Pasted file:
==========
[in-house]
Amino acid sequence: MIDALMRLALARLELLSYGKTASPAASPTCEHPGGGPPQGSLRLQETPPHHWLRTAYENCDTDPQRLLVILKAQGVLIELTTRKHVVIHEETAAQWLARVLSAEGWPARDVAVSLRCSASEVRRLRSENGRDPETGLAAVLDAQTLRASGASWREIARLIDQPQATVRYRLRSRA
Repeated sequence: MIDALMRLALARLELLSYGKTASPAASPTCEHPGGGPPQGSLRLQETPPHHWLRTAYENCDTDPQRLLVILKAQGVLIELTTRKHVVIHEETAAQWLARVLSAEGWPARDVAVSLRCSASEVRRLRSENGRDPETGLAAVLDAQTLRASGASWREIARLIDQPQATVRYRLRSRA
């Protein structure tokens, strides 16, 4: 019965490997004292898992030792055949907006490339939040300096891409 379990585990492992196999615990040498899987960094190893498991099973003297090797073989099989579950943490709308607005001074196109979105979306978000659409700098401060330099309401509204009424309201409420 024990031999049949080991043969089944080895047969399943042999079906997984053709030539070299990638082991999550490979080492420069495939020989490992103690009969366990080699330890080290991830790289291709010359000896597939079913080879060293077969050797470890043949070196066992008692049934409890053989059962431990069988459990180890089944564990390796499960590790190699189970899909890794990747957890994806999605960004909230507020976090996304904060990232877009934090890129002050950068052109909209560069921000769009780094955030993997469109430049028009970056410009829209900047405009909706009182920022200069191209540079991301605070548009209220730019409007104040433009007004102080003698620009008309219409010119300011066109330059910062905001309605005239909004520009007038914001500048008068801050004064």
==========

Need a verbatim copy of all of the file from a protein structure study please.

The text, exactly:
[in-house]
Amino acid sequence: MIDALMRLALARLELLSYGKTASPAASPTCEHPGGGPPQGSLRLQETPPHHWLRTAYENCDTDPQRLLVILKAQGVLIELTTRKHVVIHEETAAQWLARVLSAEGWPARDVAVSLRCSASEVRRLRSENGRDPETGLAAVLDAQTLRASGASWREIARLIDQPQATVRYRLRSRA
Repeated sequence: MIDALMRLALARLELLSYGKTASPAASPTCEHPGGGPPQGSLRLQETPPHHWLRTAYENCDTDPQRLLVILKAQGVLIELTTRKHVVIHEETAAQWLARVLSAEGWPARDVAVSLRCSASEVRRLRSENGRDPETGLAAVLDAQTLRASGASWREIARLIDQPQATVRYRLRSRA
């Protein structure tokens, strides 16, 4: 019965490997004292898992030792055949907006490339939040300096891409 379990585990492992196999615990040498899987960094190893498991099973003297090797073989099989579950943490709308607005001074196109979105979306978000659409700098401060330099309401509204009424309201409420 024990031999049949080991043969089944080895047969399943042999079906997984053709030539070299990638082991999550490979080492420069495939020989490992103690009969366990080699330890080290991830790289291709010359000896597939079913080879060293077969050797470890043949070196066992008692049934409890053989059962431990069988459990180890089944564990390796499960590790190699189970899909890794990747957890994806999605960004909230507020976090996304904060990232877009934090890129002050950068052109909209560069921000769009780094955030993997469109430049028009970056410009829209900047405009909706009182920022200069191209540079991301605070548009209220730019409007104040433009007004102080003698620009008309219409010119300011066109330059910062905001309605005239909004520009007038914001500048008068801050004064």